Illegal trade in wildlife products like ivory and rhino horn must be treated as a serious crime in order to end the devastating poaching of protected species, the head of UN wildlife trade regulator CITES said Thursday.
"This is serious crime, and you need serious resources and serious penalties" to address it, CITES Secretary General John Scanlon told reporters in Geneva.
Speaking ahead of a meeting of CITES's 177 member states in Bangkok in early March, Scanlon said finding better ways to crack down on the illegal trade of ivory and rhino horn were among the top issues on the agenda.
Pointing out that illegal wildlife trade is estimated to rake in about $20 billion a year, he insisted that such crimes needed to be treated in the same manner as for instance the international illegal drug trade.
A World Wildlife Fund report last month listed the illicit sale of wildlife products as the fourth-largest illegal global trade after narcotics, counterfeiting and human trafficking.
The sharp increase in poaching of protected species like elephants and rhinos in recent years appears to be fuelled by organised criminals eager to reap massive profits at very low risk, and is also believed to be helping to fund insurgencies in Africa, Scanlon said.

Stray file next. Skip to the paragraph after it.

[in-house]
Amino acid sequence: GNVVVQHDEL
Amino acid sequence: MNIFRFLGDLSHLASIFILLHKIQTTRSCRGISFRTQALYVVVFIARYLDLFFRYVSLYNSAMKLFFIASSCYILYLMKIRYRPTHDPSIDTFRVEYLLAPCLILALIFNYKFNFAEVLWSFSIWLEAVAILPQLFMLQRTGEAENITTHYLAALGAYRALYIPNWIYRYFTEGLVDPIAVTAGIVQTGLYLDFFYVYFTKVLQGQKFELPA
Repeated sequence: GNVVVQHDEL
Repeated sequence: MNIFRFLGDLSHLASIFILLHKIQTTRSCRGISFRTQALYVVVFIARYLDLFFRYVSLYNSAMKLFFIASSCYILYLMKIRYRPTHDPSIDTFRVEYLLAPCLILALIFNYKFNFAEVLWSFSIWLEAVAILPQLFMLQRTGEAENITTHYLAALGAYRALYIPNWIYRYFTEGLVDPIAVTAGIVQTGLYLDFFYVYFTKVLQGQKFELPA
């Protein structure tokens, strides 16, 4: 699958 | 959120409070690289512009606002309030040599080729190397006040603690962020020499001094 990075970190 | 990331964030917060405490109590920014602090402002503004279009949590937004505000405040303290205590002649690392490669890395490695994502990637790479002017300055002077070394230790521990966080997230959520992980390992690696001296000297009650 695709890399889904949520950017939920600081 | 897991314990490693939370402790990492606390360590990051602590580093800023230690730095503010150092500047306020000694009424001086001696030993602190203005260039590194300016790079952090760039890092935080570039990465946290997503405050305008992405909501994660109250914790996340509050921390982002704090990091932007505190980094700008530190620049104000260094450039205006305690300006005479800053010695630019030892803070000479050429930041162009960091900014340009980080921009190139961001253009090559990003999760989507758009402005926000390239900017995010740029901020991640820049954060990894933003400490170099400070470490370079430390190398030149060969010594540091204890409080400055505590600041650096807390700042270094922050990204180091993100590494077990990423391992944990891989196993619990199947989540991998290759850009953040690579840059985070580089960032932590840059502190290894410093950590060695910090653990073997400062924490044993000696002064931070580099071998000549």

"These trends with ivory and rhino horn are going up (so much) that we will start wiping out local populations very soon," he warned.
Rhino horn can sell for as much as $80,000 a kilo, and poachers have killed some 2,000 rhinos in the past two years—a huge number considering only about 25,000 rhinos remain, he said.
Elephant poaching in Africa has also increased sharply, with devastating incidents like the family of 11 elephants killed in a Kenyan park earlier this month, and the up to 450 elephants slaughtered last February in Cameroon by poacher gangs, likely from Chad and Sudan.
"It would appear that some individuals are stockpiling. You could say they are banking on extinction (and) assuming that as these species become rarer, the rhino horn and the ivory will become more valuable," Scanlon said.
To halt the trade, authorities need to work harder to trace the illegal products to the people creating the demand, he said.
"Until we find out who ordered (the products), prosecute them, convict them and impose a serious penalty, we're not going to be able to stop this."
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